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Researching migration in Europe: An eighteen year retrospective

The vitality of migrant faith does not represent the de-Christianisation of Europe but the de-Europeanisation of European Christianity.

VISTA JOURNAL AUTOR 92/Darrell_Jackson 13 DE OCTUBRE DE 2021 13:45 h
Photo: [link]Julie Ricard[/link], Unsplash, CC0

In April 2010, the Polish president, Lech Kaczynski and his wife were killed in a Russian plane crash, Eyjafjallajökull erupted and crippled airline schedules across the continent, Matt Smith made his first appearance as Dr Who for the BBC, and… the first edition of VISTA was released on an unsuspecting public!

As its editors, we were all connected closely with the former Redcliffe College and were all equally committed to a better understanding of Christianity and mission.

Henrietta Cozens, won herself a teapot in the ‘suggest a name for our new e-bulletin’ competition. Following our launch edition, we have not looked back.

Thirty-nine editions, and eleven years later, VISTA continues to publish information-led analysis and commentary of intercultural Christianity and mission in Europe.

I have personally contributed articles dealing with nationalism, migration, secularisation, Islam, spirituality and young people, European politics, church planting, religious freedom, demographics, biblical social vision, historical perspectives on migration, innovation and urban mission, Mike Frost’s ‘excarnation’, the State of Europe, spirituality in Europe, the 25th anniversary of the reunification of Germany, Bible translation, human trafficking, political extremism, refugees, creation-care, Brexit, multicultural congregations, Muslims in Europe, Christianity in ‘western’ Europe, Charles Taylor, reimagining Europe, COVID, migrant religiosity, and a self-indulgent piece about my contributions over the last eleven years.

The Nova Research Centre and Vista represented an effective research-led contribution to the robust, evidence-based approach to the academic study of mission in Europe, culminating in the design and introduction of an MA in Intercultural Christianity and Mission in Europe, validated by the University of Gloucestershire.

Vista editorial team played key roles in teaching and mentoring students in the various cohorts who gained their MA through this programme.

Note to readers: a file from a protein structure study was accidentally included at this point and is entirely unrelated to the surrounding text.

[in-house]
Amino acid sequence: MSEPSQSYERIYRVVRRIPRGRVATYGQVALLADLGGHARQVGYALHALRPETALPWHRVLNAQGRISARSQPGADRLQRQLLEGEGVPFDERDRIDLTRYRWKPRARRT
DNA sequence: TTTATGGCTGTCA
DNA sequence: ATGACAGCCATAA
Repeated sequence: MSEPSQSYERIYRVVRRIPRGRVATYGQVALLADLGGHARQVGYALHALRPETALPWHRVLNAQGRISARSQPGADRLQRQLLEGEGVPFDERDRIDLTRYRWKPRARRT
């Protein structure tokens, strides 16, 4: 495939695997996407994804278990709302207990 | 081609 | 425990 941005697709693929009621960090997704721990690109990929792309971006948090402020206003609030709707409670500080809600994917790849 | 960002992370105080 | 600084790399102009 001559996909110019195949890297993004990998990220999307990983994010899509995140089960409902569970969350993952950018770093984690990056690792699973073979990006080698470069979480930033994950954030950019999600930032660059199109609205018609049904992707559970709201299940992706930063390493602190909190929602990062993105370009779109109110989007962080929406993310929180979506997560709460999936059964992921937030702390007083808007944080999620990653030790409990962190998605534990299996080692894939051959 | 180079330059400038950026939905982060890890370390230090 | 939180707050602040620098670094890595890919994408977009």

After almost fifteen years of research European intercultural Christianity and mission in Europe, I remain as committed as ever to a better understanding of the phenomenon of migration in Europe.

This has remained a focus for my research since 2003 and most recently has seen the publication of a third edition of Mapping Migration, Mapping Churches Responses in Europe, co-authored with Alessia Passarelli, and Italian Baptist and a co-researcher of migration in Europe since 2006.

Our latest collaboration was published late in 2020 and focuses on the experience of ‘being church together’: migrant and non-migrant.

I have consistently argued, and our latest edition only reinforces this view, that despite the naysayers, the vitality of migrant faith does not represent the de-Christianisation of Europe but the de-Europeanisation of European Christianity.

This is a vital observation, for it speaks to the truth that European Christianity is multiethnic, multilingual, and multicultural (or perhaps better, diverse in all three areas).

What this edition of Mapping Migration reveals is fascinating and important for an honest and accurate account of the contemporary European churches. A questionnaire was deployed over a 12-month period and results had been submitted before Europe experienced the closures and lockdowns of COVID.

Whereas our research for the second edition, in 2016, had pre-dated the Syrian refugee crisis, we were determined to try to capture something of the impact of COVID on the experience of migrant for this third edition.